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Polycystic Ovarian Syndrome

Polycystic Ovarian Syndrome (PCOS) is a common, multi-organ endocrine disorder. It was originally described as cystic ovaries combined with the presence of excess hair growth, and menstrual irregularities. Women with PCOS do not necessarily have to have cystic ovaries. While the exact underlying cause is unknown, it is known that PCOS can involve the ovaries, pancreas, thyroid, adrenals and the pituitary may be involved.

The most common symptoms are male pattern hair growth, particularly facial hair, menstrual irregularities, and infertility. Menstrual irregularities can include variable cycle lengths or no cycles at all, and heavy bleeding. Infertility is usually due to the absence of ovulation. PCOS affects between 4-10% of women of reproductive age. Fifty percent of women with PCOS are found to be obese, a situation which will increase the magnitude of insulin resistance.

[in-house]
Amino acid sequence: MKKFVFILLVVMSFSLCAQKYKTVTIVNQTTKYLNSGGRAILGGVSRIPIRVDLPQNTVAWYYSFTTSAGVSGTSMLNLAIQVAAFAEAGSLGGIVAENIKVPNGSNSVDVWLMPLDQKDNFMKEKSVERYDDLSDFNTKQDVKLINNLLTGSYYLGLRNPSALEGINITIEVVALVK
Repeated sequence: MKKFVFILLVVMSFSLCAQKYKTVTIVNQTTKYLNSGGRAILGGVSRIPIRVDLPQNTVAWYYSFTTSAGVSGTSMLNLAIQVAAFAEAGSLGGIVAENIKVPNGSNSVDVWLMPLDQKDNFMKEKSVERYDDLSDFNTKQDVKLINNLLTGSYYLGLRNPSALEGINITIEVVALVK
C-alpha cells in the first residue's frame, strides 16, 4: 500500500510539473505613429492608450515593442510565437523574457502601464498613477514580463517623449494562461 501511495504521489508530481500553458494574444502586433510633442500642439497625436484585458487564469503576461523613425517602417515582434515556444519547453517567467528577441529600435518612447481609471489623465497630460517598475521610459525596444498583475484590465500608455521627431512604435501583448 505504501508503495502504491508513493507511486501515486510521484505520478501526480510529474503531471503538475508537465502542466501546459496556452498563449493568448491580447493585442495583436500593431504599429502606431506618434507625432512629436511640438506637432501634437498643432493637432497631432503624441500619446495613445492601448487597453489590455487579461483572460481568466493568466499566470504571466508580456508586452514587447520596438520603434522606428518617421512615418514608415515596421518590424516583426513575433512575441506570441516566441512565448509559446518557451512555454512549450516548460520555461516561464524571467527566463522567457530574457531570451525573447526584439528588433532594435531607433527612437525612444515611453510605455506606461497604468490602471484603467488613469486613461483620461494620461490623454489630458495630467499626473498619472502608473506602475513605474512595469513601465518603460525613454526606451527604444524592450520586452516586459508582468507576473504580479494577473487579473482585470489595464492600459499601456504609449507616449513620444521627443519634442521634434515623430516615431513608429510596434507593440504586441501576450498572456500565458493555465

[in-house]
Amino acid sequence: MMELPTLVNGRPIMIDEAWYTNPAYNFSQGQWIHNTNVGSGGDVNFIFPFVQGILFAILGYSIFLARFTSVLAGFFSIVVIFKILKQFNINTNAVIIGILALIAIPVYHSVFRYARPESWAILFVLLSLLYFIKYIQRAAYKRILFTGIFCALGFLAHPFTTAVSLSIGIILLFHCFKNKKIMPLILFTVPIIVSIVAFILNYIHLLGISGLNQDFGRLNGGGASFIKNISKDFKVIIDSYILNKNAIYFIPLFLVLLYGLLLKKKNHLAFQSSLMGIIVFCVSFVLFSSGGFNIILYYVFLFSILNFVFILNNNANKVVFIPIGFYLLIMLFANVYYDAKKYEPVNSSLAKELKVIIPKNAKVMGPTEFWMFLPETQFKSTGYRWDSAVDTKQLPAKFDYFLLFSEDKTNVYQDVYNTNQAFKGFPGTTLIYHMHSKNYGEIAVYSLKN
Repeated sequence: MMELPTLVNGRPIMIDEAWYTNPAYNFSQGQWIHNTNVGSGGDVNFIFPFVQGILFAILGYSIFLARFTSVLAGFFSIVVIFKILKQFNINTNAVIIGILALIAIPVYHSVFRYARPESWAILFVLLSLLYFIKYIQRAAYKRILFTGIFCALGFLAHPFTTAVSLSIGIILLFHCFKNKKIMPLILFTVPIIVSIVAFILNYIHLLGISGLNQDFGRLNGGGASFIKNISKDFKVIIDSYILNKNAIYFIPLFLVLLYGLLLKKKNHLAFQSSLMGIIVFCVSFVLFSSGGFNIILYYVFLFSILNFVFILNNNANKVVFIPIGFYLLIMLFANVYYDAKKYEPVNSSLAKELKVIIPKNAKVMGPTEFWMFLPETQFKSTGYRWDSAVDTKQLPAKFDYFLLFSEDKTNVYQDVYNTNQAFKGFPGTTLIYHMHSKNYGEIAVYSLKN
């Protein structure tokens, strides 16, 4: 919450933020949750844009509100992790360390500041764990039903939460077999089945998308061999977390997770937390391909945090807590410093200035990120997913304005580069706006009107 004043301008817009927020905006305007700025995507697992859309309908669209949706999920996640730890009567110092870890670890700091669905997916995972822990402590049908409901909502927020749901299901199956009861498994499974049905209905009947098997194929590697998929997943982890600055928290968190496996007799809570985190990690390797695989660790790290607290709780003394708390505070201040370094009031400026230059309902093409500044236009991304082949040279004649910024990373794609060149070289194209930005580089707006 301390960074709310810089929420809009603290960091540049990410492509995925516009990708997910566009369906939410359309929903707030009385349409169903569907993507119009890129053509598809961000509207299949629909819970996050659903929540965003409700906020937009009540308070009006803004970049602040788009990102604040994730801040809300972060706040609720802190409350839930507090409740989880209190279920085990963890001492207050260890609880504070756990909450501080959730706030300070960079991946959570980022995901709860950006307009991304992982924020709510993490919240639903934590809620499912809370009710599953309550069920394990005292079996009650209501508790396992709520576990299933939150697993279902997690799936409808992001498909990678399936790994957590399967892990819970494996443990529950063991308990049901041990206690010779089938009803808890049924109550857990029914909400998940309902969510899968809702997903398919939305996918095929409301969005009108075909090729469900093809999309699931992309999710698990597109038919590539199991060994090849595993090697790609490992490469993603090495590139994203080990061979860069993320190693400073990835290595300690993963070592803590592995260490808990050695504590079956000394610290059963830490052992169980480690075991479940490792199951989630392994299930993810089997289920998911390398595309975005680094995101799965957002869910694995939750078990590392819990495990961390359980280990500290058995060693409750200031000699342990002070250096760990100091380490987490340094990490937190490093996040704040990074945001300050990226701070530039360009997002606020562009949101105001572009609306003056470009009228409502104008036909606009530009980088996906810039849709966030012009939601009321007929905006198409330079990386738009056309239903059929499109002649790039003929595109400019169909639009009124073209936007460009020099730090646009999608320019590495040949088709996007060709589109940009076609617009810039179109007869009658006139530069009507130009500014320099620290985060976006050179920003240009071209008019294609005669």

A thorough history will be taken, including menstrual history and onset of symptoms, and family history. Initial laboratory testing includes free and total testosterone levels, Insulin, DHEA-S, LH, FSH, Prolactin, and thyroid tests if indicated. An ultrasound may be used to evaluate cysts on the ovaries.

There are many ways to treat this syndrome, most of which are dependent on the patient. The gold standard for treatment of PCOS is weight loss (if needed), diet and exercise. You can decrease circulating testosterone, resume menses and improve insulin resistance with a weight loss of as little as 5% of starting weight. Even without the need to lose weight, increasing fiber, fruits and vegetables, adding flaxseeds/chia seeds and fish oils may be indicated in your plan. Exercise plans will be introduced or modified, as this can aid in weight loss, decrease insulin sensitivity and increase general well being. Cycles can become regular once the insulin resistance is addressed. Specific hormone balancing herbs will also help to regulate the cycle and decrease facial hair growth.